rumours_thumb News One of Ray Ozzie’s favorite sayings is “we don’t know what we don’t know”.  For Microsoft followers, there’s a lot we don’t know right now, and the plot just keeps thickening.  The latest rumors focus around Microsoft’s apparent acquisition of “Enterprise Social Network” company Yammer, which looks like it’s just a matter of when it will be announced, and a far more quizzical set of questions about just what exactly Microsoft will be revealing at a last minute press event slated for Monday, in Los Angeles.

While it looks like about the only thing we can be sure this press event is not about is the Yammer acquisition, everyone from The Wall Street Journal to Mary Jo Foley and beyond are chiming in with guesses.  Ina Fried, writing at WSJ’s All Things D, seems to think that Microsoft will announce that they’re going to produce their own tablets,  while Mary Jo thinks it may be a “Kindle Fire”-type reader, even possibly running on Windows Phone software.

Of course we’ll be paying close attention on Monday, if not before, as more information filters out.  For now, Microsoft is not even announcing the location of the event, according to an email invitation posted by TechCrunch:

Additional information regarding the specific venue, address and parking information will be sent via e-mail to registered attendees on Monday morning, June 18th, no later than 10:00 AM.

But of course even without these latest twists and turns, Microsoft has an unusual number of balls up in the air.  We don’t recall a time when so much was at stake, with so many questions unanswered.  Here’s a quick list of what we’re still waiting to hear, in no particular order:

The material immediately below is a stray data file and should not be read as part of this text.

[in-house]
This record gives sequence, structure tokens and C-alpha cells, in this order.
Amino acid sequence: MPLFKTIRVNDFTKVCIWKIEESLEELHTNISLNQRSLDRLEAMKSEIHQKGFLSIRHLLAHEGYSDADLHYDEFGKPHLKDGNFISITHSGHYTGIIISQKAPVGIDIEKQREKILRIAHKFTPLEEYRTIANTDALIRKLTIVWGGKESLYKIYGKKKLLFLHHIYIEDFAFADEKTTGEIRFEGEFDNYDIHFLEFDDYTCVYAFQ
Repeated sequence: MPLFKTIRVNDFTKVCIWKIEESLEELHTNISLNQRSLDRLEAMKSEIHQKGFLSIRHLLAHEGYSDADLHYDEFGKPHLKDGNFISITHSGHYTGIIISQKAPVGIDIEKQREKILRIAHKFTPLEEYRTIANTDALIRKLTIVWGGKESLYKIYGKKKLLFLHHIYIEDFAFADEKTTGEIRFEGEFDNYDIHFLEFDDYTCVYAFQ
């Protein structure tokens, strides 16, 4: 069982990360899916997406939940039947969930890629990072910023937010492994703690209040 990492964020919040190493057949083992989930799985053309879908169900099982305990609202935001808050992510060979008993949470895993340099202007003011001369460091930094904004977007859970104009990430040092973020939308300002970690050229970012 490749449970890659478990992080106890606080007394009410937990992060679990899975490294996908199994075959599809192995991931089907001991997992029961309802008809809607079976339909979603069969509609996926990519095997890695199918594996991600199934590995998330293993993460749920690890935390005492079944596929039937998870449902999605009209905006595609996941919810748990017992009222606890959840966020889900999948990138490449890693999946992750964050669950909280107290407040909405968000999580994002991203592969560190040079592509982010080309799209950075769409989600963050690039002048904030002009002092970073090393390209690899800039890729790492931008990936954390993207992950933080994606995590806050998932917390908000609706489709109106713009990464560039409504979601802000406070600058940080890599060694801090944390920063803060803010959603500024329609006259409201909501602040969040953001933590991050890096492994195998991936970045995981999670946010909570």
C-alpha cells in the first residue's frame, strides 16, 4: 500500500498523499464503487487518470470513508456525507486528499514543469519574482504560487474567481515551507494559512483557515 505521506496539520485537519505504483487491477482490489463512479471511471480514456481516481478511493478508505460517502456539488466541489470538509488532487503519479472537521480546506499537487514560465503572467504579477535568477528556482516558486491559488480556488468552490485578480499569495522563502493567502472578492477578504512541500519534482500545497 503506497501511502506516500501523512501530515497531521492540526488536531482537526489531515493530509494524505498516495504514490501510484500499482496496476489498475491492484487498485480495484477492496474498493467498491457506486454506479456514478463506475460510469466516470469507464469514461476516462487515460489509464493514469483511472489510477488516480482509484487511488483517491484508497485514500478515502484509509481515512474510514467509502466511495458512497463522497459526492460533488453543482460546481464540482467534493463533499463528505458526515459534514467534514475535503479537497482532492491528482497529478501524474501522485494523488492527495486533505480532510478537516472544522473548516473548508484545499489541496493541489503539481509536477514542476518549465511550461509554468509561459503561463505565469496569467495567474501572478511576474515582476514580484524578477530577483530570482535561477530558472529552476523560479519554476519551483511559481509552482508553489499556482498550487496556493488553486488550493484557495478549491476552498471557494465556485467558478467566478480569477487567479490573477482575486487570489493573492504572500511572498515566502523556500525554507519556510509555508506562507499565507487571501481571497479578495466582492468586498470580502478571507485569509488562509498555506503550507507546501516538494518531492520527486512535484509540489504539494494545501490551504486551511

• Xbox Music (and Xbox Video, and…):  While Microsoft announced the new music service at E3, we know little about it, how much of the Zune service will survive, what it will cost, and how it will play out worldwide
  • Bing Maps / Nokia Maps integration:   Today Microsoft announced new traffic data powered by Nokia, but will Bing Maps cease to exist at some point?
  • Windows Live on Windows 7:  Microsoft is making a big push with Windows 8, Metro style apps, and a future without “Windows Live”, but what happens to the hundreds of millions of Windows 7 users out there?  Will Microsoft update Windows Live Essentials for Windows 7 users?  What would such a thing even be called?  Has Microsoft even thought about how to support Windows 7 users going forward, or is it all just a “big bet” on Windows 8?
  • Messenger, Skype, and Lync:  Microsoft bought Skype for $8.5 billion almost a year ago, and we still don’t know how the new service is going to fit in/replace Microsoft’s existing messaging clients.  Will Messenger survive?  Should it survive alongside Skype?
  • Nokia’s tailspin: Nokia announced today it will be laying off some 10,000 workers and closing some facilities, and dropped another almost 16% off its stock price.  Microsoft has bet big on Nokia, but will Nokia be able to hold on?  And what will happen to Microsoft, Nokia, and Windows Phone if Nokia continues to flounder?
  • Windows 8: Microsoft’s biggest bet of all is on Windows 8, but what if it fails, as some are predicting?  How will Windows 8 fare this holiday season?  Can it compete with Apple and the iPad?  And can Windows 8 compete without the success of Windows Phone, with which it is joined at the hip?  Microsoft has A LOT riding on Windows 8, but it isn’t a sure thing by a long shot.  Will Windows 8 win, or lose?

If Monday’s announcement follows suit with the latest from Microsoft from E3 and its other recent announcements, we’ll probably have far more questions than answers after Monday, but stay tuned!